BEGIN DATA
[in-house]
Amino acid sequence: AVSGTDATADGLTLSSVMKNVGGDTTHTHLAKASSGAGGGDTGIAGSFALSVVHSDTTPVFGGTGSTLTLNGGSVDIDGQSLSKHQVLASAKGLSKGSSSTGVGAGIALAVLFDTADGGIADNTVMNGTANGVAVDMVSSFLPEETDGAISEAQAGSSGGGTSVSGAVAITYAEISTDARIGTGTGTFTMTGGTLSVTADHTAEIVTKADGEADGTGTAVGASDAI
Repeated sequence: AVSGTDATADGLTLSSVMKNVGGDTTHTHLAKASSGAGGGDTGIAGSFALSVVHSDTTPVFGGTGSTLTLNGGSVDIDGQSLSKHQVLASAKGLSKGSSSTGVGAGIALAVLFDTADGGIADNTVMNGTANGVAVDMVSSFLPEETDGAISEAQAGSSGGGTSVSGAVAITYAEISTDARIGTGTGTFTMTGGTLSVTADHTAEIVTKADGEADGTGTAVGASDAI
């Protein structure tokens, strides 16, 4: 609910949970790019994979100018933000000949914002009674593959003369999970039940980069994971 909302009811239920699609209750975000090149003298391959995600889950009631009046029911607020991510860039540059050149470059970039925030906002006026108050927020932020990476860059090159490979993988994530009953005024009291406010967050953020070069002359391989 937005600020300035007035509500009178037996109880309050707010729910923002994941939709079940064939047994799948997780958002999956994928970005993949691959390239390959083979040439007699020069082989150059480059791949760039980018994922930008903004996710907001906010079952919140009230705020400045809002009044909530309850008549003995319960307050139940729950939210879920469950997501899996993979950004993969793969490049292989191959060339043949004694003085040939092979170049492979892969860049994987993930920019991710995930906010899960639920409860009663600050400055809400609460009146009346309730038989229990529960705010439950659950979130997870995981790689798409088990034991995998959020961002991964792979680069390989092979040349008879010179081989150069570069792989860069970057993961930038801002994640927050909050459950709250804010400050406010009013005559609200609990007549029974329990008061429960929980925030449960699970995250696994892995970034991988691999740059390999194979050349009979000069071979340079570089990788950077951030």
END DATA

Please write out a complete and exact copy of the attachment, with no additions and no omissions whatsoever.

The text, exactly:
[in-house]
Amino acid sequence: AVSGTDATADGLTLSSVMKNVGGDTTHTHLAKASSGAGGGDTGIAGSFALSVVHSDTTPVFGGTGSTLTLNGGSVDIDGQSLSKHQVLASAKGLSKGSSSTGVGAGIALAVLFDTADGGIADNTVMNGTANGVAVDMVSSFLPEETDGAISEAQAGSSGGGTSVSGAVAITYAEISTDARIGTGTGTFTMTGGTLSVTADHTAEIVTKADGEADGTGTAVGASDAI
Repeated sequence: AVSGTDATADGLTLSSVMKNVGGDTTHTHLAKASSGAGGGDTGIAGSFALSVVHSDTTPVFGGTGSTLTLNGGSVDIDGQSLSKHQVLASAKGLSKGSSSTGVGAGIALAVLFDTADGGIADNTVMNGTANGVAVDMVSSFLPEETDGAISEAQAGSSGGGTSVSGAVAITYAEISTDARIGTGTGTFTMTGGTLSVTADHTAEIVTKADGEADGTGTAVGASDAI
């Protein structure tokens, strides 16, 4: 609910949970790019994979100018933000000949914002009674593959003369999970039940980069994971 909302009811239920699609209750975000090149003298391959995600889950009631009046029911607020991510860039540059050149470059970039925030906002006026108050927020932020990476860059090159490979993988994530009953005024009291406010967050953020070069002359391989 937005600020300035007035509500009178037996109880309050707010729910923002994941939709079940064939047994799948997780958002999956994928970005993949691959390239390959083979040439007699020069082989150059480059791949760039980018994922930008903004996710907001906010079952919140009230705020400045809002009044909530309850008549003995319960307050139940729950939210879920469950997501899996993979950004993969793969490049292989191959060339043949004694003085040939092979170049492979892969860049994987993930920019991710995930906010899960639920409860009663600050400055809400609460009146009346309730038989229990529960705010439950659950979130997870995981790689798409088990034991995998959020961002991964792979680069390989092979040349008879010179081989150069570069792989860069970057993961930038801002994640927050909050459950709250804010400050406010009013005559609200609990007549029974329990008061429960929980925030449960699970995250696994892995970034991988691999740059390999194979050349009979000069071979340079570089990788950077951030």